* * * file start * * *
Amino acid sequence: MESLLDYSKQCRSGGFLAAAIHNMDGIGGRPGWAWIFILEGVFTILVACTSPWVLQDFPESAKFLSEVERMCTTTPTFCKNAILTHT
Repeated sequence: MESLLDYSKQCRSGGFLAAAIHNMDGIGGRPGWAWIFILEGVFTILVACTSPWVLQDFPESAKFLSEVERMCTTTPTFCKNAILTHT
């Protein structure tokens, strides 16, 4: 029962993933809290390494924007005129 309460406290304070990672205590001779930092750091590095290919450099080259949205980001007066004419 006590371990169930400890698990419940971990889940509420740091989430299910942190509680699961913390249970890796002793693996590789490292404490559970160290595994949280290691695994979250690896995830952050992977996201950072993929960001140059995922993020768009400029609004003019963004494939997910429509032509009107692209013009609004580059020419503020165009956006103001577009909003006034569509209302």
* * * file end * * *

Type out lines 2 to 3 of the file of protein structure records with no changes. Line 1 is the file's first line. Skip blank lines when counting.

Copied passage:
Repeated sequence: MESLLDYSKQCRSGGFLAAAIHNMDGIGGRPGWAWIFILEGVFTILVACTSPWVLQDFPESAKFLSEVERMCTTTPTFCKNAILTHT
């Protein structure tokens, strides 16, 4: 029962993933809290390494924007005129 309460406290304070990672205590001779930092750091590095290919450099080259949205980001007066004419 006590371990169930400890698990419940971990889940509420740091989430299910942190509680699961913390249970890796002793693996590789490292404490559970160290595994949280290691695994979250690896995830952050992977996201950072993929960001140059995922993020768009400029609004003019963004494939997910429509032509009107692209013009609004580059020419503020165009956006103001577009909003006034569509209302």